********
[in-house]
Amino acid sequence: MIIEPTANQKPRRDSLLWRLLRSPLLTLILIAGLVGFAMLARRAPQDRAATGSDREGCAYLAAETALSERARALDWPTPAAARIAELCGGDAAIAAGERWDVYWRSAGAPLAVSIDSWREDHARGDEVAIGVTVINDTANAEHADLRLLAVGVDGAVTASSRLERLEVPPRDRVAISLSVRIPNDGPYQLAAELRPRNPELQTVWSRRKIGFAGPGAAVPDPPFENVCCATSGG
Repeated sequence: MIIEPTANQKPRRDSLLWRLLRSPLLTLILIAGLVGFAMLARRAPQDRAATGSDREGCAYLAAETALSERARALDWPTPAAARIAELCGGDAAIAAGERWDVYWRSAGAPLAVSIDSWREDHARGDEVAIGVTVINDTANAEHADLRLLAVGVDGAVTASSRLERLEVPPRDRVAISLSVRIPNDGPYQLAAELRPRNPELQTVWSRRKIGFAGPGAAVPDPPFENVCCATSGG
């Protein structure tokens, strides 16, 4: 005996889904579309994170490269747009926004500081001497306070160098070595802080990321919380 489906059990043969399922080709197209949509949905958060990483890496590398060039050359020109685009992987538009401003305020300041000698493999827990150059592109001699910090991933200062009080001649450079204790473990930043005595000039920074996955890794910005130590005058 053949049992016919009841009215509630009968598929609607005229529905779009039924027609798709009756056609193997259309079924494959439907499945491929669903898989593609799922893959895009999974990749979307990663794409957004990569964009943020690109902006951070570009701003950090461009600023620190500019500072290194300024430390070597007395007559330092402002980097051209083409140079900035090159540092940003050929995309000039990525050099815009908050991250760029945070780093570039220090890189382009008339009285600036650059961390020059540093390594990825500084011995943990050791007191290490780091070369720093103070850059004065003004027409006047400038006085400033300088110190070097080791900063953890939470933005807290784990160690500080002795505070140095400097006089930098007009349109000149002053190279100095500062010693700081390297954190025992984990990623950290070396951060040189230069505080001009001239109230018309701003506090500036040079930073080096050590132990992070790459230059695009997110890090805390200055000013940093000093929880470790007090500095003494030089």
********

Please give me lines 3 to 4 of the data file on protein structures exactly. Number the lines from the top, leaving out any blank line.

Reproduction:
Repeated sequence: MIIEPTANQKPRRDSLLWRLLRSPLLTLILIAGLVGFAMLARRAPQDRAATGSDREGCAYLAAETALSERARALDWPTPAAARIAELCGGDAAIAAGERWDVYWRSAGAPLAVSIDSWREDHARGDEVAIGVTVINDTANAEHADLRLLAVGVDGAVTASSRLERLEVPPRDRVAISLSVRIPNDGPYQLAAELRPRNPELQTVWSRRKIGFAGPGAAVPDPPFENVCCATSGG
């Protein structure tokens, strides 16, 4: 005996889904579309994170490269747009926004500081001497306070160098070595802080990321919380 489906059990043969399922080709197209949509949905958060990483890496590398060039050359020109685009992987538009401003305020300041000698493999827990150059592109001699910090991933200062009080001649450079204790473990930043005595000039920074996955890794910005130590005058 053949049992016919009841009215509630009968598929609607005229529905779009039924027609798709009756056609193997259309079924494959439907499945491929669903898989593609799922893959895009999974990749979307990663794409957004990569964009943020690109902006951070570009701003950090461009600023620190500019500072290194300024430390070597007395007559330092402002980097051209083409140079900035090159540092940003050929995309000039990525050099815009908050991250760029945070780093570039220090890189382009008339009285600036650059961390020059540093390594990825500084011995943990050791007191290490780091070369720093103070850059004065003004027409006047400038006085400033300088110190070097080791900063953890939470933005807290784990160690500080002795505070140095400097006089930098007009349109000149002053190279100095500062010693700081390297954190025992984990990623950290070396951060040189230069505080001009001239109230018309701003506090500036040079930073080096050590132990992070790459230059695009997110890090805390200055000013940093000093929880470790007090500095003494030089």